Skip to main content
eScholarship
Open Access Publications from the University of California

Compact modeling of experimental N- and P-channel FinFETs

  • Author(s): Song, Jooyoung
  • et al.
Abstract

As the conventional bulk CMOS shrinks towards the deep sub -100 nm regime, the advantages of scaling are seriously limited by a series of adverse effects such as random dopant fluctuation, short-channel effects, and mobility degradation primarily due to the high substrate doping level required in ultra small devices. As a solution to extend the scaling limit further, FinFETs have become an important subject of intensive VLSI research. In this dissertation, the analytic potential model for symmetric double-gate MOSFETs is verified and calibrated with experimental n- and p-channel FinFETs over a wide range of gate lengths. Quantum mechanical effects are incorporated in the model to reproduce the measured Cg-Vgs data of n- and p-channel FinFETs. Finite inversion layer thickness due to quantum mechanical carrier confinement at high gate overdrives becomes non-negligible for very thin oxides. The increase of effective oxide thickness degrades the gate capacitance and the drain current. The long-channel mobility is modeled by including both a phonon scattering term and a Coulomb scattering term with opposite field dependence. They are extracted from the mobility degradations in the low and high field regions respectively. The dependence of normalized drain current on gate length at low drain bias reveals that there is a slight mobility dependence on gate length due to different strain effects in n- and p-channel FinFETs respectively. In order to obtain the intrinsic mobility, Shift-and-Ratio method is applied to separate out the source-drain series resistance effects. A useful coefficient is defined and extracted to quantitatively indicate the change of mobility from its long-channel value. The coefficient indicates that the electron mobility is degraded as the gate length decreases, whereas the hole mobility is enhanced due to relaxation of the tensile strain induced by the metal gate. The short-channel model for symmetric double-gate MOSFETs based on the analytic solution to 2-D Poisson's equation is validated in terms of the measured drain-induced barrier lowering, the threshold voltage roll -off, and the subthreshold current slope of sub-100 nm FinFETs. The difference between the extracted effective channel length and the drawn gate length is nearly the same for n- and p-channel FinFETs. Other high-field effects including the channel length modulation and velocity saturation are also incorporated into the model to reproduce the drain current data at high drain bias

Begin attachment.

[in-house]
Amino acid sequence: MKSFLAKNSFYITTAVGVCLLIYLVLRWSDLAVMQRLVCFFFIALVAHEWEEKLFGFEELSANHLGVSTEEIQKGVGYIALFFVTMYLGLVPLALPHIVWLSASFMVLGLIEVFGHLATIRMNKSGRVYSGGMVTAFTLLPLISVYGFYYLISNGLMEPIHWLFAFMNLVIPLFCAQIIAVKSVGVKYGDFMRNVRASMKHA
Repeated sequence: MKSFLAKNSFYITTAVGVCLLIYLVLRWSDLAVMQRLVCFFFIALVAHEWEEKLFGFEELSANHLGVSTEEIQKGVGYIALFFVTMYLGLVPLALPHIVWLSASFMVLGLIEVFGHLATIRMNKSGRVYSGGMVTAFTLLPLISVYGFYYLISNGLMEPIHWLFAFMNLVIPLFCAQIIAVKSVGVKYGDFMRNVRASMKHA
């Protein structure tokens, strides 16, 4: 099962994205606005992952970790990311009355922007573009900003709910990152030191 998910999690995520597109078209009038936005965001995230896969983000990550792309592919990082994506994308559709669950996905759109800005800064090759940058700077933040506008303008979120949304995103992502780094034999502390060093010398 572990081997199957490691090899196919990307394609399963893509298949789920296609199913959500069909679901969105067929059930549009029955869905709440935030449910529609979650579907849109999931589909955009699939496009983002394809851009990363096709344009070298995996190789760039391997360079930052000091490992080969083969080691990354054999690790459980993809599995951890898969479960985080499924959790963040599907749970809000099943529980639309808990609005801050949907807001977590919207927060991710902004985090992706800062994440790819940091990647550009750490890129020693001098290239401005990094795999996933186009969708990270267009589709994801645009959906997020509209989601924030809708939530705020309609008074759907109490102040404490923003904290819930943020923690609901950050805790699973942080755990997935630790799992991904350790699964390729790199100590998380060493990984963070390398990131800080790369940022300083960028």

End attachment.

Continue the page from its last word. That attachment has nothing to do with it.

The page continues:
Main Content
Current View